Maggie Smith sparkles like the brightest diamond, glistening with wit and whimsy. Smith dives in head first, relishing the bizarre quirkiness of Miss Shepherd; most notably with Shepherd’s devotion to and claims of divine guidance from the Virgin Mary, her dumpster wardrobe and her utter lack of personal hygiene. But then Smith zings us with a palpable fear at hearing music or a man that repeatedly knocks on her van window at night demanding money. And the surprising innocence we see on her face in some late in life tender moments will warm the coldest heart.
As for Alex Jennings in the dual role of Alan Bennett, his performance is beyond fabulous. The dueling personas within Bennett’s head now brought to life are entertaining and engaging. Joyous is part of what Hytner describes as his repertoire company, including cameos by Dominic Cooper, James Corden, Roger Allam and Smith’s former "Harry Potter" co-star, Frances de la Tour, in a "meatier" role than what we normally see of her. de la Tour just fuels the romp that's unfolding with genuine laughter and glee.
Hytner's direction is inspired, creative to the core. Production designer John Beard has outdone himself with creating "The Van" and its immediate environs, while costumer Natalie Ward truly captures every element of attiring the homeless - with layering and fabrics, while capturing the personal, yet too often overlooked, pride of the individual. Cinematography is light and bright, never bogs down into darkness or claustrophobic lensing; on the contrary, Andrew Dunn actually makes the world of "The Lady" and of "The Van" feel spacious. Dunn's lens adds texture to the surrounding palette of "The Van" by capturing the minutiae of the community - bricks, florals, gates, cobblestones, windows, etc. while never making any of those layers too obvious. Visual nuance; like little metallic threads in embroidery.
Run, don't walk, to the nearest screen for THE LADY IN THE VAN!
Mother Teresa. Her name. Her face. Her charity. All world renowned. And rumor has it she will finally be given sainthood in 2016. But who was the woman underneath the famous white and blue robes that walked the streets of Calcutta for so many decades? With THE LETTERS, writer/director William Riead seeks to answer that very question.
Based on decades of letters written by Teresa to her spiritual advisor Fr. Celeste van Exem, THE LETTERS is framed as a look back at her life via a postulator investigating Teresa for possible beatification (a rung on the step to sainthood) and his interviews with van Exem who had Teresa’s letters. We hear from van Exem, Teresa suffered from great inner turmoil, emptiness and loneliness, even losing her faith in good.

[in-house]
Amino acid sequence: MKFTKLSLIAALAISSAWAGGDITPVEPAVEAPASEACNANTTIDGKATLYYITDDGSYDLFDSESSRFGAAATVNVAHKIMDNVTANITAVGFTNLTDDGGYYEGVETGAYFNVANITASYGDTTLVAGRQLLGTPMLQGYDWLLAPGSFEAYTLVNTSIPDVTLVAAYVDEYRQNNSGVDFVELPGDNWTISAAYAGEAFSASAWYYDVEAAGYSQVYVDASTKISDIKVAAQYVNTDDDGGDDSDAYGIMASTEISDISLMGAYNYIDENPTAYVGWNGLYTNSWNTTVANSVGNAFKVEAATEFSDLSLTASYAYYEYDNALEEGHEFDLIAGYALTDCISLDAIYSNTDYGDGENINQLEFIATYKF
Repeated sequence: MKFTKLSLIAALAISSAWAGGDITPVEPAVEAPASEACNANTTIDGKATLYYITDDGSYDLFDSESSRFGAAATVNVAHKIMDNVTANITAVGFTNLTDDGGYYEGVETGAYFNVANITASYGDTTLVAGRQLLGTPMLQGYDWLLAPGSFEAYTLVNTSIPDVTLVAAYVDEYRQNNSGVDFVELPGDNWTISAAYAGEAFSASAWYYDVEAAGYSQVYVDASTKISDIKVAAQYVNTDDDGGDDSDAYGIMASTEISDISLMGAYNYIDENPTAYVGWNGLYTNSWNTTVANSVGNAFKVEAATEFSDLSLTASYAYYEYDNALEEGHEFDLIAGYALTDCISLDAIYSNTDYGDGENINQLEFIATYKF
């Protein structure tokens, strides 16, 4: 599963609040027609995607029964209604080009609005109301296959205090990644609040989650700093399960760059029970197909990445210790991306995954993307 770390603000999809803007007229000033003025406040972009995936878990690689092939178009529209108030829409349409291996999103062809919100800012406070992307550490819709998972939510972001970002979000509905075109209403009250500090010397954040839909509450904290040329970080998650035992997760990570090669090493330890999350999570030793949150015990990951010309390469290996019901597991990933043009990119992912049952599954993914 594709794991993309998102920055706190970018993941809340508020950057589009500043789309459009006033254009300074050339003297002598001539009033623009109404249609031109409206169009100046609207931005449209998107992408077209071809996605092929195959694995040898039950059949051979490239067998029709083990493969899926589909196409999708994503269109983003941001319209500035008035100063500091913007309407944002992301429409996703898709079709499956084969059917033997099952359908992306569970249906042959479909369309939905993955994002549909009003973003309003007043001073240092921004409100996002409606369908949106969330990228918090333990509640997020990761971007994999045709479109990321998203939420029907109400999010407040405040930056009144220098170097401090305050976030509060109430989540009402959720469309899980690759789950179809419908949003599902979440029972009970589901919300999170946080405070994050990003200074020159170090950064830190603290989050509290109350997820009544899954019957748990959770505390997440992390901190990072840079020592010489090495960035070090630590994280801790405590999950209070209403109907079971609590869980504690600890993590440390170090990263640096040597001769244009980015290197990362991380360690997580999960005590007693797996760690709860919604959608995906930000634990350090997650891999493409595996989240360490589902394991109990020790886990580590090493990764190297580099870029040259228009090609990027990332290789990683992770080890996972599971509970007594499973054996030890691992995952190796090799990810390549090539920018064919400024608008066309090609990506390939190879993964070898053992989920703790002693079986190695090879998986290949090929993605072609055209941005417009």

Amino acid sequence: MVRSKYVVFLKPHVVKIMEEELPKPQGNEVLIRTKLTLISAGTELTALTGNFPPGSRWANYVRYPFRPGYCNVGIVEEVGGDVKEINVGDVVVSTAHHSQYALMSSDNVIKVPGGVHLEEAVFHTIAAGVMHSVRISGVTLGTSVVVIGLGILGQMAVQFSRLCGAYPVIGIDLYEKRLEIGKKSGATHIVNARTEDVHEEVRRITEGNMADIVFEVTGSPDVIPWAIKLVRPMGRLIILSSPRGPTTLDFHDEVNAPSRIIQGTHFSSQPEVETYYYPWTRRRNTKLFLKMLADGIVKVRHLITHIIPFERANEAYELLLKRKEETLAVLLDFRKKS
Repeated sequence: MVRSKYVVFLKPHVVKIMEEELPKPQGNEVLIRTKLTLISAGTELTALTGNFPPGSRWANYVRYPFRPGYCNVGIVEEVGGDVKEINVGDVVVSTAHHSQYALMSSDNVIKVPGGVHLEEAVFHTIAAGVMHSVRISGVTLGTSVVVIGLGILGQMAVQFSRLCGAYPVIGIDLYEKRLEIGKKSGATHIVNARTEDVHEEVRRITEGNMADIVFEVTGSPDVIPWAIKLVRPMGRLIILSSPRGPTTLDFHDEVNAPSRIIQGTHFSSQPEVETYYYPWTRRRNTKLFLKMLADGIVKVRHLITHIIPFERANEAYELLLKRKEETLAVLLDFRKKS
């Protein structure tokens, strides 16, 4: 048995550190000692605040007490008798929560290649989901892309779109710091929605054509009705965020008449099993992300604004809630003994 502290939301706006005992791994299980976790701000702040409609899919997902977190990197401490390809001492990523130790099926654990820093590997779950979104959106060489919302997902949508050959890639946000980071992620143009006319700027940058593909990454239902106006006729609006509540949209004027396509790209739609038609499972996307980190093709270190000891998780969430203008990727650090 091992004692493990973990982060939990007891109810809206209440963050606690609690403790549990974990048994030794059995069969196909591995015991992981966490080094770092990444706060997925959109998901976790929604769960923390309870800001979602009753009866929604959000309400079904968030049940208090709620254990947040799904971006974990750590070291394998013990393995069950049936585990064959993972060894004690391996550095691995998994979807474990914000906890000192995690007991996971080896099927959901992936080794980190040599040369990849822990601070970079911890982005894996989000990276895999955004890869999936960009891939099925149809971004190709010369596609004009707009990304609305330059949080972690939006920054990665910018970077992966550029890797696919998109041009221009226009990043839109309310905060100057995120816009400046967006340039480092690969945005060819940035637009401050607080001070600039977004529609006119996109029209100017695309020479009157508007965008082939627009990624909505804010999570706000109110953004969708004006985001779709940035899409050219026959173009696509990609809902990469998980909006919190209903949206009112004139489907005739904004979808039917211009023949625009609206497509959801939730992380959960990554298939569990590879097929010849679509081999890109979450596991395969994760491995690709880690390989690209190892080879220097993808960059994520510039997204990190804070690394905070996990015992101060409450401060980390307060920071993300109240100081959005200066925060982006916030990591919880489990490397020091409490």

Going back in time to Teresa’s days as a teacher at Sisters of Loreto's Calcutta school for girls, the chronology unfolds, from her horror at the poor and destitute seen from the safety of the convent to her years long battle for decloistering so she may go out into the poor and serve them
serve them to the birth of the Missionaries of Charity to her awarding of the Nobel Peace Prize. Throughout, we have the benefit of narrative through Fr. Van Exem’s telling of THE LETTERS. The one shortcoming, however, is while we hear of her loneliness and emptiness, we don’t really see that much of it as the film focuses on her charity work and her presence among the people.
Why no one is as yet talking about Juliet Stevenson for awards consideration is beyond me. Now in her late 50's, Stevenson plays Mother Teresa from age 35 to 70 with a believability and resonance that radiates from within. The depth of conviction and humility which she imbues in the character took my breath away. Her physical stance, nuanced movement and motion; you feel the onus of life on Teresa’s shoulders. Powerful fragility at its finest. And when she smiles that little smile, genuine warmth emanates.